Page Reviewed / Updated - Jun. 2018
Survivors' benefits are an extension of the Social Security program that pays out a portion, or all of the benefits, of a deceased individual to their surviving spouse or dependent children. If a surviving spouse is already receiving Social Security benefits on their own, the amount they receive may increase depending on the amount of one’s own Social Security benefits and the benefits of the deceased spouse.
In the context of senior care, survivors' benefits are sometimes overlooked as a potential resource or source of funds to help pay for assisted living or home care. When two married people are both receiving Social Security and one spouse dies, the surviving spouse will receive the higher of the Social Security benefit amounts, not both, as one may think. Many individuals are unaware that they are also eligible to receive survivor benefits even if they are divorced from the deceased spouse, provided they were married for at least 10 years and did not re-marry before the age of 60 (50 if disabled).
Follows is an example of how this might be used to pay for long-term care. A divorced woman is moving into an assisted living community and needs additional resources to help pay. Her ex-husband has passed away several years back. Despite the divorce, she remains eligible for her former husband's Social Security benefits. If his Social Security benefits are higher, she can apply for the higher amount to help offset the cost of assisted living.
As seniors receive survivors’ benefits checks directly from the government, they or their loved ones are free to apply those dollars towards the cost of home care, adult day care, or residential care.
Widows, widowers, and divorced spouses are eligible for their former spouse's Social Security Benefits. However, as mentioned previously, for a surviving divorced spouse to be eligible, they must have been married to the deceased a minimum of 10 years. In addition, the surviving divorced spouse must not have remarried before the age of 60. For divorced surviving spouses who are disabled, they must not have remarried before the age of 50. This holds true even if one’s deceased former spouse had remarried.
Surviving spouses can receive survivors’ benefits at a reduced level at age 60 and full benefits at age 66 (if born between 1945 and 1956) or 67 (if born in 1962 or after). If disabled, they can begin receiving benefits at age 50.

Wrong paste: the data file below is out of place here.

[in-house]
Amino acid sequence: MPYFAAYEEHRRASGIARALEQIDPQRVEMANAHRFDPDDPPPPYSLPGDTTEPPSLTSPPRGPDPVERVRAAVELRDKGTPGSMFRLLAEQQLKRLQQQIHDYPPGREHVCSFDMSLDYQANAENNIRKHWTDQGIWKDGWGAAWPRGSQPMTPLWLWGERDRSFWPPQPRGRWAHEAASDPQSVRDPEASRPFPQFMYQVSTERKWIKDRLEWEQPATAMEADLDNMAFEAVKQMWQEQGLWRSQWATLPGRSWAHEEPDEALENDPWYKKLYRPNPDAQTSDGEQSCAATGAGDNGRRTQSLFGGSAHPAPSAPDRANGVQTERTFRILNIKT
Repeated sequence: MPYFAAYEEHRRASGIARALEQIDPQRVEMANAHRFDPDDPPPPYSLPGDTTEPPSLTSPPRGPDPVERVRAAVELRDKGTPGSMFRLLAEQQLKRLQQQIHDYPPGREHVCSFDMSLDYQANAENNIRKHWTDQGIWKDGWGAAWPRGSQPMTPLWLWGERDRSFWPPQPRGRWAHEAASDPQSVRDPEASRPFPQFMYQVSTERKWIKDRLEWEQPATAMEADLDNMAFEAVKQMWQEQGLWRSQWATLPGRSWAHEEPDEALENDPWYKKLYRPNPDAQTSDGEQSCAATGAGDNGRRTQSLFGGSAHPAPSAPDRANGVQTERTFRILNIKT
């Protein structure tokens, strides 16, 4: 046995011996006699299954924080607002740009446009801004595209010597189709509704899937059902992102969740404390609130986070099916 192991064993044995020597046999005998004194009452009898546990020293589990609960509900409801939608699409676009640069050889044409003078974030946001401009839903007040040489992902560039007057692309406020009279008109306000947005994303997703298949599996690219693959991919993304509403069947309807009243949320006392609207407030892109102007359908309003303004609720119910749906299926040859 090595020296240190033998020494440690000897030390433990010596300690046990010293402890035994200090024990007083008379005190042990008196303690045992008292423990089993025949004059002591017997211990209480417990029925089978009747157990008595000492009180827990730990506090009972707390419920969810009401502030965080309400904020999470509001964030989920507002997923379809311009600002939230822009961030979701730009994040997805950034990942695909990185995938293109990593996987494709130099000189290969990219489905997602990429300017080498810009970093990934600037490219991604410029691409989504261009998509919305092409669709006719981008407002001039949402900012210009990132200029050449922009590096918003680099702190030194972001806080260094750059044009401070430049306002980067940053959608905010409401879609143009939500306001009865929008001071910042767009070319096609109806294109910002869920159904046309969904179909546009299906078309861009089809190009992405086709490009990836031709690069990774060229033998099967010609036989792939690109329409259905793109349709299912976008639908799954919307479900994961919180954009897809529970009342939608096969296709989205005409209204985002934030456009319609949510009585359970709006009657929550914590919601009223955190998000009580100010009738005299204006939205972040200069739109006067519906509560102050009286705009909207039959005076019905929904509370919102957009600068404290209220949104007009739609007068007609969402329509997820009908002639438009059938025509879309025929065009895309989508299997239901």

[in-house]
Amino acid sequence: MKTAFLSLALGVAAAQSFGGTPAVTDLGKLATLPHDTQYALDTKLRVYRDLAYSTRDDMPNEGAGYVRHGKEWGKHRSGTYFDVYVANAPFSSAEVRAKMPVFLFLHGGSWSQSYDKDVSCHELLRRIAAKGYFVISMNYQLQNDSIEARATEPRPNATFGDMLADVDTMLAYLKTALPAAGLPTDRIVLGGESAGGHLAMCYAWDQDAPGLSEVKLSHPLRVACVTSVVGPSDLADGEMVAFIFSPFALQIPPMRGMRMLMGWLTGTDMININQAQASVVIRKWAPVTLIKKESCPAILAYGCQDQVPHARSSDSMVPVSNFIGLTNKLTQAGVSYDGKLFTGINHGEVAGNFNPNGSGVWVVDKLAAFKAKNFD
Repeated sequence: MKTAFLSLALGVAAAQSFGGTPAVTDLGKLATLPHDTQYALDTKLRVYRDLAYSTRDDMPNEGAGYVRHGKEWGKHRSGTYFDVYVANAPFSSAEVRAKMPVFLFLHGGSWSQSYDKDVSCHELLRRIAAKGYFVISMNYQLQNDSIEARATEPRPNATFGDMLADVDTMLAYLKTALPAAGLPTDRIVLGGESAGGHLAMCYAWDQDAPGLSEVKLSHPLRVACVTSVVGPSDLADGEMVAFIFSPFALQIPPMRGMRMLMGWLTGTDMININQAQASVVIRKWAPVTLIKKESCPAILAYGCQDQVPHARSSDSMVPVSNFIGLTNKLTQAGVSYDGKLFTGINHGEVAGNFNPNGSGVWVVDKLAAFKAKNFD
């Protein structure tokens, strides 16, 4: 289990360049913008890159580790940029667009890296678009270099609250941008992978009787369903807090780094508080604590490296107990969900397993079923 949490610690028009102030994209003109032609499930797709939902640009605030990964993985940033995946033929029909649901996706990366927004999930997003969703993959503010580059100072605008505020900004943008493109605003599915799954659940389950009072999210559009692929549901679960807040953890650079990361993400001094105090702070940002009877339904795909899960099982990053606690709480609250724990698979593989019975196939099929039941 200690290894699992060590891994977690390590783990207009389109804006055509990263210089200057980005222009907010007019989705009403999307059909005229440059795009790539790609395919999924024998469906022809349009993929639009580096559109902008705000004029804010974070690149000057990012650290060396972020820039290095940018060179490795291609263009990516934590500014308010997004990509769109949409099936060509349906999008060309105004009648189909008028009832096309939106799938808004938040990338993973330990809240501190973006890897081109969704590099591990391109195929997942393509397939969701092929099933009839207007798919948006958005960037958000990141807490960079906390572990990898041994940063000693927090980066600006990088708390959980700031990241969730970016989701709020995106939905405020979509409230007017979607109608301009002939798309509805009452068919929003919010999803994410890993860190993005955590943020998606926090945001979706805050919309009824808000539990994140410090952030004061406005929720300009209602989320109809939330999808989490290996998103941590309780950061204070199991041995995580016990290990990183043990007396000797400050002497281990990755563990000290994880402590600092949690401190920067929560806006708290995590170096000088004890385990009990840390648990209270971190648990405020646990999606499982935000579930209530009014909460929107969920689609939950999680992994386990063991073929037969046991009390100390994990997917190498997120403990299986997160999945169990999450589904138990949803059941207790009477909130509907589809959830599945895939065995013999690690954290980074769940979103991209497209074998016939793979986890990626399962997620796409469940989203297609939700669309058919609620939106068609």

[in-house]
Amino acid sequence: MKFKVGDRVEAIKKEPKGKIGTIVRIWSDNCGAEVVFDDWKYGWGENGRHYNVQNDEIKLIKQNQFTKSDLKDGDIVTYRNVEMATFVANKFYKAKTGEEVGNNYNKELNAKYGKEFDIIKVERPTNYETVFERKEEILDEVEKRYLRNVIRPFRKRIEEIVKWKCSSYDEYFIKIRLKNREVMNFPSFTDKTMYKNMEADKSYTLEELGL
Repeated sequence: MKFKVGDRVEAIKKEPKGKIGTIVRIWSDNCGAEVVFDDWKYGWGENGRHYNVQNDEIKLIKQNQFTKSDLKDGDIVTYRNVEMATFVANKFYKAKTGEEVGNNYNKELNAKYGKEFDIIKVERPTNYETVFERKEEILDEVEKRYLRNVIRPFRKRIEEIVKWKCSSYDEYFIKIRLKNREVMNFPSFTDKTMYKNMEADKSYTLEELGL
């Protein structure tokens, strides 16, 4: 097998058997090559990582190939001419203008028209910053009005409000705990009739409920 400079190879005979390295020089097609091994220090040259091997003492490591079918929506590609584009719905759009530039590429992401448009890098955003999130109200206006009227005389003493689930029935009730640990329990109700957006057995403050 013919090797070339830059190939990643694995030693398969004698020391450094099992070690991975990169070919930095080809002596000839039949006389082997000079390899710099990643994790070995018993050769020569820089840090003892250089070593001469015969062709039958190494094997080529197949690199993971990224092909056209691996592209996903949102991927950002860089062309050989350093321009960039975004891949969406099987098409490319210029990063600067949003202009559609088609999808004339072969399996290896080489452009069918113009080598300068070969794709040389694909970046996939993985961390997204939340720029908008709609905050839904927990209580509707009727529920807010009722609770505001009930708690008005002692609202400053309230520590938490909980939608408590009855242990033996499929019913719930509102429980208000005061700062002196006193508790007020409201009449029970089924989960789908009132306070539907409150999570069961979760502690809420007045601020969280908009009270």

There are no disability or health requirements to qualify for survivor's benefits. However, if the surviving spouse is disabled, benefits can begin at age 50, rather than age 60.
Survivors’ benefits are not restricted based on an individual's net worth or their annual earnings, provided they are at full retirement age (66-67 years old). However, as mentioned previously, if they are receiving their own Social Security benefits, they are only eligible for their deceased spouse’s benefits if their benefit amount is higher than their own. (The widow or widower will only receive the higher of the two benefit amounts).
A veteran's discharge status has no impact on eligibility. Nor does their state of residence even if the individual resides abroad.
Benefits are made as cash payments directly to the individual. There are no restrictions on how payments can be spent. The benefit amount survivors receive is a percentage based on the basic Social Security benefit amount of the deceased. For instance, widows, widowers, and surviving divorced spouses may receive 100% of the deceased’s benefits if they are at full retirement age (between 66 and 67 years old). For those between 60 years old and full retirement age, the benefit percentage would be between 71.5% and 99%, and for disabled widows, widowers, and surviving divorced spouses between 50 and 59 years of age, the percentage amount would be 71.5%.
The average check is around $1,300 / month and the maximum is around $2,700 / month. However, as mentioned previously, if the survivor is already receiving their own benefits, they will only receive the higher of the two benefit amounts. In addition to the monthly benefit, there is also generally a one-time lump sum benefit paid to the survivor of approximately $255. For this payment, age of the beneficiary is not taken into consideration.
To begin receiving benefits, it can take 1 - 2 months. Timing depends on whether the applicant is already receiving their own benefits when applying for their deceased spouse's benefits. Those who are receiving benefits currently typically experience faster processing.
There are no costs to receive Social Security survivors' benefits.
The SSA provides a questionnaire, which takes approximately 5 minutes to complete and screens for a variety of benefits. One can take the federal government's benefits eligibility test here. One can apply for Survivors’ benefits by calling 1-800-772-1213.